What will happen now? There are three possible alternatives. First, Prodi might succeed in forming a new government and might broaden his coalition to include Catholic centrists currently in opposition. A handful of individuals seem willing to try this strategy, which is known in Italian by the pejorative term of trasformismo when the other side does it, but as statesmanship when you do it. The main centrist Catholic party, the Union of Christian Democrats and of the Center, which is led by a relatively young and ambitious Catholic politician named Pierferdinando Casini, has already broken away from Berlusconi's right-wing opposition. Casini's price would be lots of ministers for his party and the exclusion of the radical left. This price is probably too high. The second option is going to the polls. Prodi is desperate to avoid this option since the center-left would be hammered. At the same time, owing to the ultra-proportional character of the electoral law passed by the Berlusconi government in December 2005, it is not clear that the three main right-wing parties, Berlusconi's Forza Italia, the post-fascist National Alliance and the populist Northern League, could command a majority without Casini's UDC. The third choice facing President Giorgio Napolitano is to create a "government of the institutions", headed by a figure acceptable to the biggest parties, for a pre-determined span of time, that would have the task, above all, of introducing a sensible electoral law.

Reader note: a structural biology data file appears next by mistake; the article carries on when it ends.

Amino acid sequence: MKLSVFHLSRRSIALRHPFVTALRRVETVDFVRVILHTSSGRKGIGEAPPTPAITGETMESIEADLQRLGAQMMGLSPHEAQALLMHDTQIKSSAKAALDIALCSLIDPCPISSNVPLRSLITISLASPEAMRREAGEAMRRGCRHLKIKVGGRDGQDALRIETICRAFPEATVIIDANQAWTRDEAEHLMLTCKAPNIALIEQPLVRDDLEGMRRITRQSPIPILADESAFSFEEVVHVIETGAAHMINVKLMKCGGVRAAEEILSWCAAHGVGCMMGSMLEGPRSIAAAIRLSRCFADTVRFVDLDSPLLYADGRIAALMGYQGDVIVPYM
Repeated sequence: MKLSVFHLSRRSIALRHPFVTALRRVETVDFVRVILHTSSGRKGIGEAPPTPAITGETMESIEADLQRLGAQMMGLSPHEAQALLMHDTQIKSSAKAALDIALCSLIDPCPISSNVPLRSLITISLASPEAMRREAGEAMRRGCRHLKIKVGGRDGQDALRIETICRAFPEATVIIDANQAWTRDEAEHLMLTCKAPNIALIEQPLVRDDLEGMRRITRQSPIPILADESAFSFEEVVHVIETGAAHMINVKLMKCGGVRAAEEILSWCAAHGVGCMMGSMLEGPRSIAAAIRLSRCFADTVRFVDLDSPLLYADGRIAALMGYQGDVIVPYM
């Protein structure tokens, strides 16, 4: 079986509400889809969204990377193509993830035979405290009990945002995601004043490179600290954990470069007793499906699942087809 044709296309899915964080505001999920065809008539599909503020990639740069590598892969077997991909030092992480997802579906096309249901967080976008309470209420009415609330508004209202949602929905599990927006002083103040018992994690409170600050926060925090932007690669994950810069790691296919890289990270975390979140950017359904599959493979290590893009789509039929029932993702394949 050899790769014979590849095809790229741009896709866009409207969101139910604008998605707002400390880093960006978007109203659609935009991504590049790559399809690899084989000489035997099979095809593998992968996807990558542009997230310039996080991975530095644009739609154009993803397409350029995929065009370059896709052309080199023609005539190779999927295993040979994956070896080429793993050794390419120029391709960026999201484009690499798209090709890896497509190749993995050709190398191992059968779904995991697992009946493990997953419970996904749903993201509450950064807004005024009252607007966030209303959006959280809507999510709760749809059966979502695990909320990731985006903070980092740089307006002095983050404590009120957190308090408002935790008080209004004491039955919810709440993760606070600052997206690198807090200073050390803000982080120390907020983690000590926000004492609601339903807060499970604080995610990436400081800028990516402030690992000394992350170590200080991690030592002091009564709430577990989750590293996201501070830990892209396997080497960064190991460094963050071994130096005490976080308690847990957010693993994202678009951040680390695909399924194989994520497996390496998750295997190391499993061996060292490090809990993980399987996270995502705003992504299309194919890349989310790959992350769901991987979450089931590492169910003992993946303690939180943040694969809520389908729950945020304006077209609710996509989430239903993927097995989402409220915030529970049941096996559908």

Does any of this matter? Is Italy not just proving, once again, the truth of the axiom that in Italy "things are grave, but not serious?" Maybe, but Italy can ill-afford political squabbling right now. The economy's structural weaknesses, the shortcomings of the country's schools and universities, the widespread problems of poverty and law and order that still afflict southern Italy in particular, all require decisive action from a strong democratic government. But strong government is precisely what the political elite, both right and left, seem unable to provide. The most worrying development in Italian politics in the last month has not been the fall of Prodi's tragi-comic cabinet. It was the discovery, in the town of Padova, of a would-be terrorist cell, well-armed and spouting the same chilling conspiracy theories as their mentors in the early 1970s.
 

Mark Gilbert teaches history atTrento University and at Johns Hopkins SAIS, Bologna.